The Washington Post’s Karen DeYoung and Walter Pincus bring us a story this morning about the great success America is having against al Qaeda in Afghanistan in 2009.
This would be great news, of course, and I hope it is true. But the timing of this sudden burst of optimism about our troops’ increased ability to suppress bin Laden’s fanatics is just too convenient for those urging the president to reject General McChyrstal’s recommendations concerning more troops for the Afghan theater.
If al Qaeda is truly on its back and unable to regroup, then the case for abandoning Afghanistan to the Taliban gets easier for the president to make. If, on the other hand and as almost everyone prior to today has stated, the return of the Taliban to power in Kabul or even to unmolested authority in other areas of the country will increase the ability of al Qaeda to organize and launch attacks against the U.S., then the McChyrstal recommendations should be adopted and quickly.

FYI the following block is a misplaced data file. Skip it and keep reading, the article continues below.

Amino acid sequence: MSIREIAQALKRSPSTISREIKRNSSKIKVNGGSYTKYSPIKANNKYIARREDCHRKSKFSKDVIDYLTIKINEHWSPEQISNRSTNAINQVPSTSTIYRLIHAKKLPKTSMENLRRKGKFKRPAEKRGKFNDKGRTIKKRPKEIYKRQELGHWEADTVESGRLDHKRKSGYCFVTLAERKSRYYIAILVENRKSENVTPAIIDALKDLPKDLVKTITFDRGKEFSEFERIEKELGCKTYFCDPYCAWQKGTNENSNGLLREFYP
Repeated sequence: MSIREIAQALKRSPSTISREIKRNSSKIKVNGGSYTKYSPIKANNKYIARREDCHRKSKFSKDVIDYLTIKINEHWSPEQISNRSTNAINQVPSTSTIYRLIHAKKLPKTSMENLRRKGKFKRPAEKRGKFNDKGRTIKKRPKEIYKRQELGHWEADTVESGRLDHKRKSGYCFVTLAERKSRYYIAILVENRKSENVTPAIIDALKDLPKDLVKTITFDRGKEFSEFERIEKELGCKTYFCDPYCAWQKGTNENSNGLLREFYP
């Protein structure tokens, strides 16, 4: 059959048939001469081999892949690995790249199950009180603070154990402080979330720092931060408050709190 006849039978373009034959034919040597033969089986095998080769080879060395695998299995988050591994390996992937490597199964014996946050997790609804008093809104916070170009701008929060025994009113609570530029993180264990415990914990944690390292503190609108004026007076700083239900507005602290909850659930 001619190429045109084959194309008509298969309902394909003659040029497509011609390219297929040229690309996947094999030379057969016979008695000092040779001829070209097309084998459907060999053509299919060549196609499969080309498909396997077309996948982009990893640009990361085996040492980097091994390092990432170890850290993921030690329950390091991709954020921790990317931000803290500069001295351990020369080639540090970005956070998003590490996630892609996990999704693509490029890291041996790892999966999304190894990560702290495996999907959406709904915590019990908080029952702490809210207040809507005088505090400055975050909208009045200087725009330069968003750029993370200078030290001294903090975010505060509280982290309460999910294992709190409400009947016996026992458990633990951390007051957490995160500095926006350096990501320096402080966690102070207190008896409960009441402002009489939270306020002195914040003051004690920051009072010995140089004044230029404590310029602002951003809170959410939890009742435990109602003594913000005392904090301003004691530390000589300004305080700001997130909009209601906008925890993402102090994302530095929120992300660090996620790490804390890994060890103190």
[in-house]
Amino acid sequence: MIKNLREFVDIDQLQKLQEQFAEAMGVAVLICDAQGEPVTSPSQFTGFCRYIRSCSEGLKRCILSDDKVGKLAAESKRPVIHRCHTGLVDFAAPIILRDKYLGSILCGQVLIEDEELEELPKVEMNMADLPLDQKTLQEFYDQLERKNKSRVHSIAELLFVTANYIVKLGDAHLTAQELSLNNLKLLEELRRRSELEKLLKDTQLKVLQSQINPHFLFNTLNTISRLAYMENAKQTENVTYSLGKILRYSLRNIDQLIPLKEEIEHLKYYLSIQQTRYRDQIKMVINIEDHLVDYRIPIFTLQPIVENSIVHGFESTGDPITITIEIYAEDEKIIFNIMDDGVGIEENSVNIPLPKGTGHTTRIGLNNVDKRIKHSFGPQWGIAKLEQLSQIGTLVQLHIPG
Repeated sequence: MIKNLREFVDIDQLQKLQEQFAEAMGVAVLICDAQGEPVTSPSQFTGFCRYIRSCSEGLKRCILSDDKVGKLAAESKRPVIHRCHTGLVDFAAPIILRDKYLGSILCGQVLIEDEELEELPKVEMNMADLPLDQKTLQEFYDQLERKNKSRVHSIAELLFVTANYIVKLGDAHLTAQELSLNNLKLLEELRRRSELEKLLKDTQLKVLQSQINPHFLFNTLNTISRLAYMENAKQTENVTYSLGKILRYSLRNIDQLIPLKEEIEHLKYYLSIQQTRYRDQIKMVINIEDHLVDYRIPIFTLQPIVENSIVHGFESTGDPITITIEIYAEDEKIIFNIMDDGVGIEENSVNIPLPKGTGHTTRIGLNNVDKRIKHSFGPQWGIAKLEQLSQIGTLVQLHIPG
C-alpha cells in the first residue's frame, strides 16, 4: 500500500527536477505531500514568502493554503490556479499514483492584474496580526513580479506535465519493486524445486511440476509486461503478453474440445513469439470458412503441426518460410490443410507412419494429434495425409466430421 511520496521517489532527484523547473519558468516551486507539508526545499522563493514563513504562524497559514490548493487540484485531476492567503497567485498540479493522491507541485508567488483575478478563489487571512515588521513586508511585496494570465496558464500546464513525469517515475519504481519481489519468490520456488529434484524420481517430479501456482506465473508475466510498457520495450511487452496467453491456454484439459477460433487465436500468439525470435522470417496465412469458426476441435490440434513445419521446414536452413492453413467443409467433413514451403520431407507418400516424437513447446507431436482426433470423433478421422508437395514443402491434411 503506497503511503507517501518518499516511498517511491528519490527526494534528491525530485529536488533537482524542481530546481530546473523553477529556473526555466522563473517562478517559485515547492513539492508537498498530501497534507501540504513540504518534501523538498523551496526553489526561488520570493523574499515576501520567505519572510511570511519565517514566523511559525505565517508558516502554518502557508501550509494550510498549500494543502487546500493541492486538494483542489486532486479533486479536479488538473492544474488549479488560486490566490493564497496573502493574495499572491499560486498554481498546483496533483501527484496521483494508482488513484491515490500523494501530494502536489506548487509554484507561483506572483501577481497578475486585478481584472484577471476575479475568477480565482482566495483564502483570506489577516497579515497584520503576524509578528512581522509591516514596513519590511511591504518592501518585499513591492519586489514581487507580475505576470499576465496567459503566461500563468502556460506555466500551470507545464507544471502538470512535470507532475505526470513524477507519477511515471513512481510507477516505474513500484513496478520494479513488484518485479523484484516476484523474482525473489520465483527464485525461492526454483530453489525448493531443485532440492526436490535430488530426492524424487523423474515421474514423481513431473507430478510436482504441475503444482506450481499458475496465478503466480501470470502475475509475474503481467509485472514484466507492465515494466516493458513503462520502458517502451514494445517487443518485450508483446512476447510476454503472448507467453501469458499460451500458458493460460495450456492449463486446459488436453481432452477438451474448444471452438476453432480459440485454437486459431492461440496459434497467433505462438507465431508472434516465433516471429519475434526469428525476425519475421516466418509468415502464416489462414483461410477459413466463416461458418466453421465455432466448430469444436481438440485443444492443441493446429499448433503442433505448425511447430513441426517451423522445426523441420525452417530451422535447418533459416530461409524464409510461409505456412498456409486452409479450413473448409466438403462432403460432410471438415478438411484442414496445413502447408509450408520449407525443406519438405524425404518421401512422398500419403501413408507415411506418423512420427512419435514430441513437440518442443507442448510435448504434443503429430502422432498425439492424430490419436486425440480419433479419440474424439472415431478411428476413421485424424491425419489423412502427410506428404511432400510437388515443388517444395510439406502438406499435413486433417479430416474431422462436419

We know the president has embraced appeasement in all but name vis-a-vis Iran and its nuclear ambitions. The New York Times’ John Burns worries that the U.S. policy in Iraq is leading to growing instability there, which is another example of the roll out of an appeasement policy towards any force hostile to the U.S. And now today’s WaPo story suggests others are pushing the president towards a three-front appeasement policy, which would mean the gradual abandonment of the battle for Afghanistan in addition to withdrawal from Iraq and surrender to Iran’s ambitions. Make that a four-front appeasement policy, given the president’s abandonment of missile defense plans in Poland and the Czech Republic in an attempt to please Vladimir Putin.
Back to the ’90s’ “holiday from history,” which of course led to 9/11.Login to Listen
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